Fessenden, William Pitt

Fessenden, William Pitt,

1806–69, American politician, b. Boscawen, N.H. Admitted (1827) to the bar, he began practice in Portland in 1829 and by 1835 was regarded as one of the leading lawyers of Maine. A Whig, he served several terms in the state legislature and one (1841–43) in the U.S. House of Representatives. Fessenden was active in organizing the Republican party in Maine and in 1854 was elected to the U.S. Senate, where, except for nine months as Lincoln's Secretary of the Treasury (June, 1864–Mar., 1865), he remained until his death. Beginning with a notable speech against the Kansas-Nebraska ActKansas-Nebraska Act,
bill that became law on May 30, 1854, by which the U.S. Congress established the territories of Kansas and Nebraska. By 1854 the organization of the vast Platte and Kansas river countries W of Iowa and Missouri was overdue.
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, he gained a reputation as one of the Senate's greatest debaters. Made a member of the finance committee in 1857, Fessenden was its chairman during most of the Civil War. In that capacity and as Secretary of the Treasury he established an excellent record in public finance, trying to confine expenditures to necessary measures and to resist inflation. In Dec., 1865, he became chairman of the joint committee on ReconstructionReconstruction,
1865–77, in U.S. history, the period of readjustment following the Civil War. At the end of the Civil War, the defeated South was a ruined land. The physical destruction wrought by the invading Union forces was enormous, and the old social and economic
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 and wrote most of its famous report. Although he believed Congress, and not the President, should direct Reconstruction, and although he disliked Andrew Johnson personally, he refused to vote for Johnson's impeachment. He also refused to vote on the Tenure of Office Act and in general acted more moderately than his fellow radical Republicans. His course, particularly in regard to the impeachment proceedings, was contrary to the expressed wishes of his constituency, and for a time he was unpopular.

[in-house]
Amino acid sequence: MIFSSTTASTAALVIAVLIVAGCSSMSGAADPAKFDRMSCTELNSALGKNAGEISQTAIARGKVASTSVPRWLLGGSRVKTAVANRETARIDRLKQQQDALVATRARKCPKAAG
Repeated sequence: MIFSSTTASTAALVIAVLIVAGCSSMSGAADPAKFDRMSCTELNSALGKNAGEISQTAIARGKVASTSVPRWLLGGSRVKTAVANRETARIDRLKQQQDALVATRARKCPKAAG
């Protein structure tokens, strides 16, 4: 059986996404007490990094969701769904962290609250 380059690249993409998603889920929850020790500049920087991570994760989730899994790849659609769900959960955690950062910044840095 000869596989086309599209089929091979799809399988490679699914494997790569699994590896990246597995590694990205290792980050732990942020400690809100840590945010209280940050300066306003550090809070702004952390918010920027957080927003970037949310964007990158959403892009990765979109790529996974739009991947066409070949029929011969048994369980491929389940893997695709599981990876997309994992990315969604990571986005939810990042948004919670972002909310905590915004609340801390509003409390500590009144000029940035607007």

See biography by his son, F. Fessenden (1907, repr. 1970); B. J. Hendrick, Lincoln's War Cabinet (1946, repr. 1965); C. A. Jellison, Fessenden of Maine: Civil War Senator (1962).

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Fessenden, William Pitt

(1806–69) lawyer, U.S. representative/senator; born in Boscawen, N.H. He graduated from Bowdoin College (1823) and was admitted to the Maine bar in 1827. He rose in the Whig Party and served Maine in the U.S. House of Representatives (Whig, 1841–43). As a strong opponent of slavery and the Kansas-Nebraska Bill, he became one of the founders of the Republican Party (1854) and then went to the U.S. Senate (Rep., 1854–64). As a member of the Senate Finance Committee (chairman after 1861) he was a staunch proponent of fiscal responsibility, arguing for taxes if necessary to support the Union forces. President Lincoln appointed him secretary of the treasury (1864–65), where he continued his conservative fiscal policies. Returning to the U.S. Senate (Rep., Maine; 1865–69), as chairman of the Joint Committee on Reconstruction he supported severe treatment of the defeated South and opposed President Andrew Johnson and his policies. But as a man of principle and law, Fessenden was convinced that Johnson had been impeached (1868) for political motives and so voted "not guilty" after the trial even though it led to his being attacked by his party and constituents.
The Cambridge Dictionary of American Biography, by John S. Bowman. Copyright © Cambridge University Press 1995. Reproduced with permission.